In the just published 5th assessment report of the International Panel on Climate Change, the authors tried to be less uncertain with their predictions about climate change than in the past. They concluded that “[w]arming of the climate system is unequivocal, and since the 1950s, many of the observed changes are unprecedented over decades to millennia. The atmosphere and oceans have warmed, the amounts of snow and ice have diminished, sea level has risen, and the concentrations of greenhouse gases have increased.” Canada is part of the United Nations Framework Convention on Climate Change and in 2009we signed the Copenhagen Accord, which committed the country to reduce greenhouse gas emissions to 17% below 2005levels (737 MT CO2e) by 2020 (~ 612 MT CO2e).
Given 2020 forecasts in the most recent Environment Canada report on emission trends(October 2013) amounting to 734 MT CO2e (excluding 28 MT CO2e of emissions uptake from Land Use, Land-Use Change and Forestry), Canada is on track to beat least 122 MT CO2e short of the target, or 150 MT CO2e,without considering emissions uptake from land use and forestry. Despite statements that there have been declines in emissions of 4.8% (0.8% per year) between 2005 and 2011 while the economy grew by 8.4% (1.4% per year), Canada is still some distance from its 2009 pledge; we have also made less progress than many other OECD countries. It is projected that by 2020, Canada will account for just 1.6% of global GHG emissions, down from 1.8% in 2010 and 2.1% in 2005, so the truth is that what happens here won’t matter much to the world-wide emissions picture. Still, Canada is and will remain under the spotlight among environmental groups and others concerned about climate change. Since 1992, Canada’s GHG emissions have climbed by about 17%, while total global emissions increased by almost 50% over the same period.
Not surprisingly, transportation and oil/gas each still represent about 25% of Canada’s total GHG emissions, followed by electricity generation and buildings at 13% each, agriculture and emissions from energy intensive trade exposed industries at roughly 9% each, and finally waste/other at 6%. The percentage distributions are expected to change slightly by 2020, with oil and gas accounting for a higher percentage than transportation and agriculture also growing modestly as a percentage of the total.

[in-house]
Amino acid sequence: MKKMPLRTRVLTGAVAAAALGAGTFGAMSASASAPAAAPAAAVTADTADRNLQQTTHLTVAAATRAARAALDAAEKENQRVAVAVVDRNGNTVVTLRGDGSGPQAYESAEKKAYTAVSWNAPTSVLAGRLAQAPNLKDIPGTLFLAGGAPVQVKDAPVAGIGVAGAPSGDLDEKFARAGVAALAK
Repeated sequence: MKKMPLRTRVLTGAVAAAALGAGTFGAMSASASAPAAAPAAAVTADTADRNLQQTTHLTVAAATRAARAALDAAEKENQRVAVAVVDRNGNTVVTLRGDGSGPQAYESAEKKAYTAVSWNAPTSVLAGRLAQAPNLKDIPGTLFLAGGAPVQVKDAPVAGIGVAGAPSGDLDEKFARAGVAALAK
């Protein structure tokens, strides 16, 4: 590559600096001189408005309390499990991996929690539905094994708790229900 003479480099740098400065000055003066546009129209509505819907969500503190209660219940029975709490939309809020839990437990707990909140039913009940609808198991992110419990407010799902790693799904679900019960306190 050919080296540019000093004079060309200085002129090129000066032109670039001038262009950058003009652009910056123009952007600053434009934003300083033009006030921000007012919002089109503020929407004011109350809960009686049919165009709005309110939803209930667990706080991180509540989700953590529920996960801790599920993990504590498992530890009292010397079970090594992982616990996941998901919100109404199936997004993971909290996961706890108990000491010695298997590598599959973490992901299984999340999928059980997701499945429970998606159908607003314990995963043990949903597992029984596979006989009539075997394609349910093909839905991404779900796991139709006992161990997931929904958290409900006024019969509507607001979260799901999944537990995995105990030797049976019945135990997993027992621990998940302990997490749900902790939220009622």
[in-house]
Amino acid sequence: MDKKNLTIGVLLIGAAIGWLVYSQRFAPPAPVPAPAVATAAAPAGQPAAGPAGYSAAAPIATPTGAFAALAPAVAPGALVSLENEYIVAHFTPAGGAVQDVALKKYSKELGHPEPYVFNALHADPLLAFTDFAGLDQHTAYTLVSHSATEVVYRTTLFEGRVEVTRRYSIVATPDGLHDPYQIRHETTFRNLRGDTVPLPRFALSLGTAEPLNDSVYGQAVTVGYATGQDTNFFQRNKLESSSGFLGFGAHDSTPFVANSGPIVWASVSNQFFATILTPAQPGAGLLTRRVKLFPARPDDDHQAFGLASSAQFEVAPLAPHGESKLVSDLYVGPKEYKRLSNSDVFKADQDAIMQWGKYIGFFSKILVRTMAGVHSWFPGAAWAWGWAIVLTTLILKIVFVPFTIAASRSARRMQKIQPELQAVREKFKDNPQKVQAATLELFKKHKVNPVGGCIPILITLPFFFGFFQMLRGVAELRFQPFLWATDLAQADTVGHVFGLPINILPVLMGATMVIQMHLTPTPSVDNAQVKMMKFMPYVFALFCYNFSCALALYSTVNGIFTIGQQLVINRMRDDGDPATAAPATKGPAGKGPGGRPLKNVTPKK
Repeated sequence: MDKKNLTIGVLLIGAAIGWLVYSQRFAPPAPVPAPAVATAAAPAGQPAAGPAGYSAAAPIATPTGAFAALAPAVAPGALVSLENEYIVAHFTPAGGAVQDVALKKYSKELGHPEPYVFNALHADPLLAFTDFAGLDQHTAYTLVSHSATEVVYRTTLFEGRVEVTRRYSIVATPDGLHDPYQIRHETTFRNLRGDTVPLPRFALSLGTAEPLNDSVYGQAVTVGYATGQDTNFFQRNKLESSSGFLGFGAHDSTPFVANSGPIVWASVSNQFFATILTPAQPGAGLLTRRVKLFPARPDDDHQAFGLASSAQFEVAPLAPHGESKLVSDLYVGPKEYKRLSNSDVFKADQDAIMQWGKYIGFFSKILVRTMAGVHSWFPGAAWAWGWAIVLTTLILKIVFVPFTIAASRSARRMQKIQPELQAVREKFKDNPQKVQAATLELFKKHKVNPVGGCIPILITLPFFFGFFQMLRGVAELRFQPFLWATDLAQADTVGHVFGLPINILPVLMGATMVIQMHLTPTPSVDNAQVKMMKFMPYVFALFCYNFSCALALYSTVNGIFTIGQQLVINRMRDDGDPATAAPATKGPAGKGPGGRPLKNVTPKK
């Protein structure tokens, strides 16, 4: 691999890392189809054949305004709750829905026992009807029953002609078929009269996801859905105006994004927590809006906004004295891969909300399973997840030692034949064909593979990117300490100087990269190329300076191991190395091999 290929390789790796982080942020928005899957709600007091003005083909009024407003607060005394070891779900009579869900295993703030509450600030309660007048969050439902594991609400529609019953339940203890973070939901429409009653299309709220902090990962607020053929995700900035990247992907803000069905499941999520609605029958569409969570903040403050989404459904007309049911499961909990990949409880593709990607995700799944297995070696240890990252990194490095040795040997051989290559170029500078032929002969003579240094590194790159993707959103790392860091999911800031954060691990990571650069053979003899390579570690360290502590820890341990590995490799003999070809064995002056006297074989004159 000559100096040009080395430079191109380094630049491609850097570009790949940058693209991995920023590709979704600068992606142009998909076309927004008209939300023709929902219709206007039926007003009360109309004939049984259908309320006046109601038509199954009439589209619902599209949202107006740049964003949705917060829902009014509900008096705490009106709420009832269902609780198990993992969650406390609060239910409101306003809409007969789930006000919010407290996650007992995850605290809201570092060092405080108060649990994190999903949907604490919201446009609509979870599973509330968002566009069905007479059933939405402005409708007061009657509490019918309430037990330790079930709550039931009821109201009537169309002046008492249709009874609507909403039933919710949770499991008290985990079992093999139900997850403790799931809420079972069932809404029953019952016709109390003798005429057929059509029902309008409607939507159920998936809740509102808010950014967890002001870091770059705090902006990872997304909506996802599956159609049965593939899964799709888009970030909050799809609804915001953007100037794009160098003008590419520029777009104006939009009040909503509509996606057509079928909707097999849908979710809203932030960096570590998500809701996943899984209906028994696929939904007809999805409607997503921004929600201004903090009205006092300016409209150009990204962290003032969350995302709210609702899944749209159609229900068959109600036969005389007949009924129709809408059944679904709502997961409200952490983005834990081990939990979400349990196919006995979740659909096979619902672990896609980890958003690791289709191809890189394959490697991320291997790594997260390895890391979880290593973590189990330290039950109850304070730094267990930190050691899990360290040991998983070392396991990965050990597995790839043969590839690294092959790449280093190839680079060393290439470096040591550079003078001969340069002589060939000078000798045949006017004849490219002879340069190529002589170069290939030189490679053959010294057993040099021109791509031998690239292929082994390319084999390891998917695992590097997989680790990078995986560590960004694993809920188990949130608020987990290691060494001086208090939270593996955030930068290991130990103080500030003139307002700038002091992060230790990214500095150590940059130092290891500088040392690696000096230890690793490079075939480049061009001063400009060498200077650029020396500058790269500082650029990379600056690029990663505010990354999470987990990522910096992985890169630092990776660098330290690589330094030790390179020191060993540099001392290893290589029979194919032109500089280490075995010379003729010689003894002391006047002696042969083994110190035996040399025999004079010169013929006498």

For the most part, we have failed to address the significant contributions of greenhouse gases from the transportation sector because it is a non-point source and involves complicated questions around urban design, community and transportation planning, and individual behaviour. Some of these topic areas require a high degree of cooperation and collaboration among all levels of government, while others need significant behavioural change at the consumer/household level – which is always a challenge given the fundamental role that energy and transportation play in our social and economic structures.
Turning to British Columbia, the Environment Canada report on Canadian GHG emission trends projects that by 2020 the province will be at basically the same emissions level as in 2005. This is not a surprising or unexpected conclusion in light of the province’s current focus on LNG development, continued population and economic growth, and the paucity of opportunities to lower BC’s emissions from the electricity sector. Recently, the provincial government suggested that BC’s greenhouse gas emissions actually fell by 17% from 2007 and 2013, and that this is mainly attributable to the carbon tax. Environment Canada’s numbers point to a less pronounced drop of emissions closer to 5% as of 2011, which casts doubt on the provincial government’s estimate for 2013. Suffice it to say that based on the information available today, neither Canada nor BC is likely to meet the greenhouse gas emission targets set by the respective governments.